by Gordon Nary
Gordon: Where did you attend University and what was your Major?
Conor: I did my first year of Philosophy in St Patrick’s College in Carlow, which was, at that time, a seminary. I was a religious student back then and it was where our house of studies was located. Our house of studies then moved back to Dublin where I attended the Milltown Institute for Philosophy and Theology, completing my Philosophy studies and graduating with a BA in Theology and Ministry.
Gordon: When did you start working as a Parish Pastoral Worker at the Archdiocese of Dublin and what are your primary responsibilities?
Conor: After one year of formation and post-graduate studies in the Mater Dei Institute, a college of Dublin City University, graduating with a Diploma in Religion and Education, I was commissioned by Archbishop Diarmuid Martin in June 2010. Parish Pastoral Workers are appointed to a parish or, as it is in my case, to a grouping of parishes. Our primary responsibility is to model the vocation of all the baptised to live the Gospel. We do this through four key ways: building relationships, engaging in education, animating the faithful to become intentional Catholics involved in parish life, and leading and joining in prayer with our parish communities. On a day-to-day basis, our role or primary responsibilities vary from parish to parish. I am involved in Parish based Sacramental preparation programmes, I am also involved with RCIA – which is still very much in it’s infancy in Ireland due to the fact that, until very recently Ireland was 95% Roman Catholic and probably 100% Christian. Other areas include: supporting the various parish ministries, youth work, leading prayer, training and ongoing formation of Parish Pastoral Councils, home visitation, funeral ministry etc…. Pastoral Workers come from diverse backgrounds, many have come from business or other professions and bring different skills and experiences which can find an outlet in parish life, for example, management or IT skills or expertise, which can often be lacking in parish. In addition, we also support Diocesan initiatives, for example, our Diocese is currently on a Diocesan Synodal pathway in preparation for the 2023 Synod.
Gordon: How many parishes are in the Archdiocese of Dublin, how many priests are there, and approximately how many people does the Archdiocese serve?
Conor: There are 196 geographical parishes and one non-geographic parish – The Parish of the Travelling People. There are approximately 300 priests, 33 permanent deacons and 12 Parish Pastoral Workers with parish appointments in the Archdiocese of Dublin. As of 2016, which is the last year for which data is available, approximately 1.1 million people have self-identified as Roman Catholic in the Archdiocese, this does not reflect the actual number of practicing Catholics.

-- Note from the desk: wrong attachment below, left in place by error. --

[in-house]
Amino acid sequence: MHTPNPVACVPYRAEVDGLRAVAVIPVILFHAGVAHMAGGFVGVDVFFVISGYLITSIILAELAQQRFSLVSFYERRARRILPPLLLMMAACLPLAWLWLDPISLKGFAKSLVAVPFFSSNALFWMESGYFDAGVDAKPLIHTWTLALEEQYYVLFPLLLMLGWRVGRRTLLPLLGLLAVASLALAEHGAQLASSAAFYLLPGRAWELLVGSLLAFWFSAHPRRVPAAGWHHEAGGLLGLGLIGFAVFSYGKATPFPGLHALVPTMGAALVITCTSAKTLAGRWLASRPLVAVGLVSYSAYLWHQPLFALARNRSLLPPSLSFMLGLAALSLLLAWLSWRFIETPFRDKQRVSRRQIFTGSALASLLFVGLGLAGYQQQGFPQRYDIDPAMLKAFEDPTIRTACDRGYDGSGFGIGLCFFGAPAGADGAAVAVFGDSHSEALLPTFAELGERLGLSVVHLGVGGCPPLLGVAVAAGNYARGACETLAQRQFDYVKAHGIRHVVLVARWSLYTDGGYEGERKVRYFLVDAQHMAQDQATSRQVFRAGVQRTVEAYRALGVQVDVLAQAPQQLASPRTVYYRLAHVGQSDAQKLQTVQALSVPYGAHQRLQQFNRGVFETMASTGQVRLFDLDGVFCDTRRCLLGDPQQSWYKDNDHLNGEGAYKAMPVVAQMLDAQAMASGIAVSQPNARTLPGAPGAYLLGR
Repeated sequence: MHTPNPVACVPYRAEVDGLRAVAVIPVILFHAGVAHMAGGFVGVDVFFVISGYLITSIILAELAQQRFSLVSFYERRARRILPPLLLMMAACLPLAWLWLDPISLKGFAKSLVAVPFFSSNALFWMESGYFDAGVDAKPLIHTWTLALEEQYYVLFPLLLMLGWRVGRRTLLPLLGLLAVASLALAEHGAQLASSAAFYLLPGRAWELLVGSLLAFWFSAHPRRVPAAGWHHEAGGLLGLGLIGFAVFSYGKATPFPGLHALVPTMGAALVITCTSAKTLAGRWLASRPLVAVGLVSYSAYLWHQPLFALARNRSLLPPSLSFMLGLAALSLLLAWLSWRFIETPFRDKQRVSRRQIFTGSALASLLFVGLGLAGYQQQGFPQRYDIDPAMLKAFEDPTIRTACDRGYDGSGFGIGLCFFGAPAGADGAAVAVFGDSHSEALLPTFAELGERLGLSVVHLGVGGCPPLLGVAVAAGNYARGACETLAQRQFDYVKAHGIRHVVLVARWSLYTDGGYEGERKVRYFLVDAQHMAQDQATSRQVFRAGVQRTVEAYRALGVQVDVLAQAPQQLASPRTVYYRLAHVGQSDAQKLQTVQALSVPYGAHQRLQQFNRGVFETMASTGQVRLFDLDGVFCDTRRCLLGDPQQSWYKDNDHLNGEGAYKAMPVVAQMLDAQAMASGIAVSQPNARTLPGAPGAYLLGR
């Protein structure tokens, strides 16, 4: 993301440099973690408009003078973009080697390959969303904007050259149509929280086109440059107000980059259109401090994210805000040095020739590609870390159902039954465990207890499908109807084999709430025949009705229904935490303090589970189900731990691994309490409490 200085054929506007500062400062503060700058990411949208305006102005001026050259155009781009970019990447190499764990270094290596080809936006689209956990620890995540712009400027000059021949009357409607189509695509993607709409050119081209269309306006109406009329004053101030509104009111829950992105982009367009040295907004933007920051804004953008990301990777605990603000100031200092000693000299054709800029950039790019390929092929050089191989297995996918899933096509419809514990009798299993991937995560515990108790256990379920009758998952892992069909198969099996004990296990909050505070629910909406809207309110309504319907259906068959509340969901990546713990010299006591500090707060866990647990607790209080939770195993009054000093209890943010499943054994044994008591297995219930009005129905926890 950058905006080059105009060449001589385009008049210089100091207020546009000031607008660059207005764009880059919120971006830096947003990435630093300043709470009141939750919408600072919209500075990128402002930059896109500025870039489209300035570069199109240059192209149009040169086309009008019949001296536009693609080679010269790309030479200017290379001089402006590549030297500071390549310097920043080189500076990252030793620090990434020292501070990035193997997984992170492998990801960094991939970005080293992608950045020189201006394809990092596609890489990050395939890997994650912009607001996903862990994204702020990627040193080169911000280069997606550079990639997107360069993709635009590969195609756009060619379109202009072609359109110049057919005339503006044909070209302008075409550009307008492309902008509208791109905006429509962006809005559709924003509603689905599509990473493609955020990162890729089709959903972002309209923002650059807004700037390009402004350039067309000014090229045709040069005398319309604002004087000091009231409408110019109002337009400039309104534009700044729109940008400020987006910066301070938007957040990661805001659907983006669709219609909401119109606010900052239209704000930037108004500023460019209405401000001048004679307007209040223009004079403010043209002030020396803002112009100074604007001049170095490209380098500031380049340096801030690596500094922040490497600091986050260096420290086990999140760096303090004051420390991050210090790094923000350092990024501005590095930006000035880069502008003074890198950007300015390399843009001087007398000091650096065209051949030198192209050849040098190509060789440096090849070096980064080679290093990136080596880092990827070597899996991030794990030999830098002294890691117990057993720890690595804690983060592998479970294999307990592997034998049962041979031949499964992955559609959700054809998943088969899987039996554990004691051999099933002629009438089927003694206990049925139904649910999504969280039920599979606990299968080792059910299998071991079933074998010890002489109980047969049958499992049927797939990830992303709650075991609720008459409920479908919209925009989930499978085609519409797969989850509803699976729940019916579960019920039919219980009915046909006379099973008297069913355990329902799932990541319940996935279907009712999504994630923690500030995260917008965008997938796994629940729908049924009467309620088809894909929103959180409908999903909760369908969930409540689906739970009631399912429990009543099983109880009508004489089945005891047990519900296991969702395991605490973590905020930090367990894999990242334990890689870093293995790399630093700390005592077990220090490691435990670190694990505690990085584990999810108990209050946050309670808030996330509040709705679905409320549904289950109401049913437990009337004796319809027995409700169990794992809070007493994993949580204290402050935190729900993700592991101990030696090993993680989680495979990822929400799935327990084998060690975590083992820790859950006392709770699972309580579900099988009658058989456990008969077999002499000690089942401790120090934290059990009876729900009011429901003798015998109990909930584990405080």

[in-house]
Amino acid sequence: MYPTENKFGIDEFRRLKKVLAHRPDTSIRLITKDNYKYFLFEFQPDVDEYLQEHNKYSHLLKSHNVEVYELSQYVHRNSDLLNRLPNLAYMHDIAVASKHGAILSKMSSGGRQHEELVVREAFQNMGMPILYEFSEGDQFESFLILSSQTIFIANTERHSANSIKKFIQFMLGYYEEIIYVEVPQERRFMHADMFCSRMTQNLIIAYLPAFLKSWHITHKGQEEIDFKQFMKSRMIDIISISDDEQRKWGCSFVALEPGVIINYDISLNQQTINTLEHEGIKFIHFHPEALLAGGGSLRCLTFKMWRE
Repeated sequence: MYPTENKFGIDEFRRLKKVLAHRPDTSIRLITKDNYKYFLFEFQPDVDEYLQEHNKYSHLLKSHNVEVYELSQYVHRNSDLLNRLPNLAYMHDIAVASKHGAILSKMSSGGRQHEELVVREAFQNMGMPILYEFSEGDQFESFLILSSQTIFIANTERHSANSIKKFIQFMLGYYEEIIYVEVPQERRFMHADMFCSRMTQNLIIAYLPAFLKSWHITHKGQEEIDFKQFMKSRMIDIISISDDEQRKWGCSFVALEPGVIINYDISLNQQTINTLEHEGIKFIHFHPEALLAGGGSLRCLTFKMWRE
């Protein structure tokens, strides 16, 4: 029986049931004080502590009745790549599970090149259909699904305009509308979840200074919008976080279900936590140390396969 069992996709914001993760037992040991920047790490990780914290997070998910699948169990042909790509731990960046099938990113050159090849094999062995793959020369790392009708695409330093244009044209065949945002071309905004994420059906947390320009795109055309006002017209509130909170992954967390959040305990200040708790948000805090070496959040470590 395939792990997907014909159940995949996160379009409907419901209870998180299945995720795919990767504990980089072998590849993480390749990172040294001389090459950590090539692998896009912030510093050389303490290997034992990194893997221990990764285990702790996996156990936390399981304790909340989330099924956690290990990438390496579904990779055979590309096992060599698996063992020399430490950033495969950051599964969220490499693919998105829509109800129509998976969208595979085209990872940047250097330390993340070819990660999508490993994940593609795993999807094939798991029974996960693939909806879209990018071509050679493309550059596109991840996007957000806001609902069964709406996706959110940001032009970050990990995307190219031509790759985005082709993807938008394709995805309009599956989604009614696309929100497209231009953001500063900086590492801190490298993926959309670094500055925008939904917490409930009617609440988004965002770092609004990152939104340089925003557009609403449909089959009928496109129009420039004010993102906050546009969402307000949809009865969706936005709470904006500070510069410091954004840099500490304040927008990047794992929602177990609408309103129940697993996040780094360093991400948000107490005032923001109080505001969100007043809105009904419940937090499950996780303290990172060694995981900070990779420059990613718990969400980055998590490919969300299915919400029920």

Gordon: What impact has the Covid-19 pandemic had upon the Archdiocese of Dublin?
Conor: The impact of the Covid-19 pandemic cannot be understated. Our pastoral activity has seen a sharp decline, where for a long time, only the most essential activities were carried out, such as funerals and weddings. For some time, even Baptisms were only celebrated in extremis. The sacraments of Anointing and Reconciliation, were also curtailed but creative ways were found for people to receive the sacraments. In one parish, one whole section of the church was given over to a reconciliation area, while in another Confessions were heard in the church Car Park.
We could not gather as a community or have meetings, training, run programmes or gather for prayer. In addition, there has been a severe impact on the numbers attending Mass in person, which, as the pandemic recedes, has been slow to recover – many attend Mass remotely via webcam. This has had a drastic impact on the finances of both the Archdiocese and individual parishes, as many parishes have been slow to embrace online donations.
However, there has also been a very positive impact and great things have been happening. Many parishes have embraced online Ministry, there has been online prayer and liturgy. The pandemic has led to great creativity in how we connect and reach out to not only our parishioners but indeed to other people around the country and further afield. In some respects, the Pandemic has been a blessing as it has caused us to re-evaluate how we ‘do things’ which has led to some very positive changes.
Gordon: How active has the Archdiocese of Dublin been in addressing the abortion challenge?
Conor: We are living in a society that is actively trying to show how liberal and open-minded it is. In this context, the Church has a part to play but it is a much smaller voice than in the past.
Gordon: Who is your favourite saint and why is that saint your favourite?
Conor: This is by far the hardest question to answer. I have a great devotion to our Blessed Mother, whom I love dearly. But I am also drawn to St Therese of Lisieux. When I was growing up there was a large statue of St Therese in my grandparents’ house, so she always featured in my life, and I pray to her everyday. I am also fascinated by and drawn to St John-Marie Vianney, the Cure d’Ars, and in recent times, I have been drawn to Blessed Carlo Acutis. I think it is the simplicity of their lives, which attracts me. The message that they give is that sanctity and holiness is available and accessible to everyone, no matter how small your life may seem.
Gordon: Thank you for a great interview.